Anti-Hunting Groups Strike Out with Polar Bear Science
Something big is missing from the CITES agenda at the Conference of the Parties (CoP17) this month in Johannesburg. In an early win for Safari Club and for the first time in years of debate, polar bears will not be discussed on the CITES floor.
Fighting anti-hunting groups on public perception of polar bear science has been a long battle. At the CoP16 in Bangkok three years ago, polar bears were the symbol of a so-called “imperiled” species. Anti-hunting groups dressed up in furry white costumes with life jackets and painted a doomsday picture of the last polar bear drifting away on a melting ice floe. Pushed by HSUS, among others, the United States proposed to uplist the polar bear from CITES Appendix II to Appendix I status.
But, the CITES Parties roundly rejected the United States’ proposal. Safari Club actively intervened to explain that polar bears did not meet the CITES biological and trade criteria for an Appendix I listing. The previous conference also rejected a similar United States proposal, orchestrated by HSUS and friends, to uplist the polar bear to Appendix I. Both uplisting attempts were purely political and lacked scientific merit.
Climate change does pose a long-term challenge for polar bear conservation. The loss of Arctic sea ice, hunting ground for the largest terrestrial predator, is an emerging threat. Still, the best available science reveals that the overall polar bear population remains at historical highs and occupies its entire historic range. In addition, no sound science or analysis shows that international trade of polar bear parts is threatening the species.
The IUCN Polar Bear Specialist Group, composed of the world’s leading Arctic scientists, has not changed the polar bear’s status since the species was first categorized as Vulnerable in 1982. Today, after the most recent 2015 reassessment, the IUCN estimates that there are 26,000 bears in 19 recognized subpopulations across their range. Of the subpopulations with sufficient data to determine trends, seven are stable or increasing and three are declining.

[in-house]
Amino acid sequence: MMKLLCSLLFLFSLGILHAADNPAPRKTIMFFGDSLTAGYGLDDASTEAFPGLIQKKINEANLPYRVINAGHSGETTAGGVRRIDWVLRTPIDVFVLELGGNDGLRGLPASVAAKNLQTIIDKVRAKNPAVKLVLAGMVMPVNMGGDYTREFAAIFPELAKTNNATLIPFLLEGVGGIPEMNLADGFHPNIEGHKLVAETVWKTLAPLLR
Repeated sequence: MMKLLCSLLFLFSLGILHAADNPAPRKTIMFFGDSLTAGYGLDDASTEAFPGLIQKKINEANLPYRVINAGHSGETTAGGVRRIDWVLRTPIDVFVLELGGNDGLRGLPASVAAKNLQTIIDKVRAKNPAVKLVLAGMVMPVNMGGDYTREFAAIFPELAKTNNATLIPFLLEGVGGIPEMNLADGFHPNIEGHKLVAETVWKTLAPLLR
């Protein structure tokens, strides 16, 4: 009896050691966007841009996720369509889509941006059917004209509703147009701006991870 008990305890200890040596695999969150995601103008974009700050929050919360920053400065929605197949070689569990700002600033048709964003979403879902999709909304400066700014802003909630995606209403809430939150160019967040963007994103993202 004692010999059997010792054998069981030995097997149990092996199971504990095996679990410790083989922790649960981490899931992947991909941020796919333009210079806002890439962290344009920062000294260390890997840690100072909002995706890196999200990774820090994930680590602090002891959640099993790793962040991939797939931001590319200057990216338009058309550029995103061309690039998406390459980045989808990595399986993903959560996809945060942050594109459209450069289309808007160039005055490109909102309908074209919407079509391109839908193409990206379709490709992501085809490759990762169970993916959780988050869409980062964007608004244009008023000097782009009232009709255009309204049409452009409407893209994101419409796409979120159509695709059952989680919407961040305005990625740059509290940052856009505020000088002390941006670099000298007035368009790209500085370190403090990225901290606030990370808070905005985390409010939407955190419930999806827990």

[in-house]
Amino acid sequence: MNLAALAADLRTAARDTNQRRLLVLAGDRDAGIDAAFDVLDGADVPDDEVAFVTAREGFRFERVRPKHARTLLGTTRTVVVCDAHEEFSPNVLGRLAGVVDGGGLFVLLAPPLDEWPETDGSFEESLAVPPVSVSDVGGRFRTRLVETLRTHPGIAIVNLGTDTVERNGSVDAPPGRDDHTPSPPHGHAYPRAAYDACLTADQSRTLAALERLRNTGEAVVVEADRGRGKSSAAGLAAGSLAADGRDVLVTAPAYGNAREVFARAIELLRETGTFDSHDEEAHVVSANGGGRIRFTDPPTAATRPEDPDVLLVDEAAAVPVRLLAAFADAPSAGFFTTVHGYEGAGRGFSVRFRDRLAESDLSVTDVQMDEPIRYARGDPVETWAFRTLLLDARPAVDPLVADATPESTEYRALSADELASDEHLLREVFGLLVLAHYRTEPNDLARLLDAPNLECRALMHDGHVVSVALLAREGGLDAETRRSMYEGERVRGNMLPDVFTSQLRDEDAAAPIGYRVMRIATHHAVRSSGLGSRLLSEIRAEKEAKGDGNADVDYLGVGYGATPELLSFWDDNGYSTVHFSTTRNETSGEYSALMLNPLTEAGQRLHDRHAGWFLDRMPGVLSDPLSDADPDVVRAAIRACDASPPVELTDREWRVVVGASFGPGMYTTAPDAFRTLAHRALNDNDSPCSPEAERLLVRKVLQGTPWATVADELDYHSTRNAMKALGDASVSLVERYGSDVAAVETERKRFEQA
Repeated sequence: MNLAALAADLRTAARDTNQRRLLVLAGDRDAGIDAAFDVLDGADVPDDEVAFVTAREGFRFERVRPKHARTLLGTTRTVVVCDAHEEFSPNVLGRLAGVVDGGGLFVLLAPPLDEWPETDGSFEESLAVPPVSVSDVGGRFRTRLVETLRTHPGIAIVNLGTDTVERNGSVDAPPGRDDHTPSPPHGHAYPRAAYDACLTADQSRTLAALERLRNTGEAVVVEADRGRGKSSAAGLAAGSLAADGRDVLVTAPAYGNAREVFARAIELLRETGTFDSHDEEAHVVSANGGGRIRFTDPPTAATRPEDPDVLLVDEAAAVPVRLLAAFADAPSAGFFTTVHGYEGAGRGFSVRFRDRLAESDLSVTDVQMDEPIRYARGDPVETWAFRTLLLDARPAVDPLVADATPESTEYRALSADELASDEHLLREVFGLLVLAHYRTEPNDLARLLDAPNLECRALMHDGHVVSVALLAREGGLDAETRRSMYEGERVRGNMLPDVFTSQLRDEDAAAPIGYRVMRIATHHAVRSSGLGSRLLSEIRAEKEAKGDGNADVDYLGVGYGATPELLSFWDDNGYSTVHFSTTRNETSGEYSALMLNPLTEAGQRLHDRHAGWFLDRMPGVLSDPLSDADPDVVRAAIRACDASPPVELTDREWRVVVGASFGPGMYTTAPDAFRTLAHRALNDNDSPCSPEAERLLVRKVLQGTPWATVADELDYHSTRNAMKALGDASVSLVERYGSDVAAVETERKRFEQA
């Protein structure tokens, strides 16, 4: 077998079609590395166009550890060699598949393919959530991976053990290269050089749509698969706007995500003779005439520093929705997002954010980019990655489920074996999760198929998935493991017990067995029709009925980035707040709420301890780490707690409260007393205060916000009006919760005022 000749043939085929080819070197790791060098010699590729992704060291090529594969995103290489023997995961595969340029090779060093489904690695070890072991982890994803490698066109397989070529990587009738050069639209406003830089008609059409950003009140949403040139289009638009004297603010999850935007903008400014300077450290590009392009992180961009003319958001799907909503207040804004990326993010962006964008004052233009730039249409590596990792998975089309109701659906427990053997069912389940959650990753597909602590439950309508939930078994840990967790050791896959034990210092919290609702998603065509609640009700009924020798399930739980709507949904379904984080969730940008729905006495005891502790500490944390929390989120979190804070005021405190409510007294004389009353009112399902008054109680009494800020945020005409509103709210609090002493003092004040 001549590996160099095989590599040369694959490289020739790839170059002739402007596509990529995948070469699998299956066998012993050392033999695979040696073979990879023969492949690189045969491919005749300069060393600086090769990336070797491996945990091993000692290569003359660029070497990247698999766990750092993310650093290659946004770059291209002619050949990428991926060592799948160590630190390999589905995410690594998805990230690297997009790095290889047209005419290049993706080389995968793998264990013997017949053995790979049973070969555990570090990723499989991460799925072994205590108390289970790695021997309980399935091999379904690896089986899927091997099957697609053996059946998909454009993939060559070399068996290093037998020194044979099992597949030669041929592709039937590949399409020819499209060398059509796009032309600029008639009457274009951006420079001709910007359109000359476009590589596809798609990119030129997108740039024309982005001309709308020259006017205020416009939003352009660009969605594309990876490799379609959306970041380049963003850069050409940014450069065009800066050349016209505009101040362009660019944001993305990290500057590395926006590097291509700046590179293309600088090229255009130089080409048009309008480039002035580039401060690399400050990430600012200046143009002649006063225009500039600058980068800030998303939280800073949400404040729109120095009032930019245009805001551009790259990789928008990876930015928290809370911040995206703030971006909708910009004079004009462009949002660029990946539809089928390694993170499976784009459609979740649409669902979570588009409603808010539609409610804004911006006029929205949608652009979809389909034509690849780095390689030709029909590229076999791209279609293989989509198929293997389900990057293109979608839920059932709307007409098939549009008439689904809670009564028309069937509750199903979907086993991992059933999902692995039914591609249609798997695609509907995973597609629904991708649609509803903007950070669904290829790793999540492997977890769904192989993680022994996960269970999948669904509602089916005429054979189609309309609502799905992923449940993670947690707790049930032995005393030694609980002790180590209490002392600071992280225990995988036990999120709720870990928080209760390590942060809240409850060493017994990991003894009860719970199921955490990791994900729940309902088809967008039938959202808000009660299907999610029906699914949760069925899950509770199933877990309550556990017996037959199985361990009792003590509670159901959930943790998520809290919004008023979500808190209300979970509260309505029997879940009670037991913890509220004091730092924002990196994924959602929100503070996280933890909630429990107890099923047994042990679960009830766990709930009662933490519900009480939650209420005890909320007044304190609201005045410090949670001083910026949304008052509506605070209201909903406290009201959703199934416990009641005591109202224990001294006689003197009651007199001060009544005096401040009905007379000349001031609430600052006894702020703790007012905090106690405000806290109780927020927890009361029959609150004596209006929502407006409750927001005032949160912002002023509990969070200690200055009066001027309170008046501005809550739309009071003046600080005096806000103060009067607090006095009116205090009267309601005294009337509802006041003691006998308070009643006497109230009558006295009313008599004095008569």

An Appendix I listing would have severely restrained the ability of indigenous people to trade in polar bear parts and sustainably use the species as a wildlife resource. The Inuit and other Arctic peoples depend on polar bear hunting for subsistence, utilizing the whole bear. Polar bears are a vital part of Arctic culture and spirituality, and are used in decorative clothing, crafts and tools.
Hunting by non-natives is a critical source of income for isolated Arctic communities in Canada, where populations are well managed. This income provides much needed revenue for these remote communities. A rigorous system based on traditional knowledge and science establishes a sustainable quota for each of the local communities, which accounts for all harvest. Non-native hunters must also hunt with Inuit dog sledding guides, keeping that Arctic tradition alive. Although the Endangered Species Act (ESA) listing of the species in 2008 led to an import ban in the United States, which discouraged American hunters from traveling to Canada, hunting remains an important source of income.
Based on their continued efforts to undermine the indigenous people who have shared the Arctic with polar bears for thousands of years, anti-hunting extremists have no regard for human livelihoods and have disregarded the science on polar bears and the impacts of trade. In the past, their efforts have drawn attention away from other species that deserve protection by CITES.
Meanwhile, hunting continues to have conservation benefits for the livelihoods of Arctic communities and polar bear populations. For this year’s CITES CoP17, science has prevailed on polar bear policy and has maintained the integrity of CITES as a supporter of sustainable use.
The CITES CoP17 begins on September 24, 2016. Safari Club will be updating you live from South Africa on other sustainable use issues, including African lions, wood bison, cape mountain zebra, African elephants, Eastern and Western tur, and hunting trophies.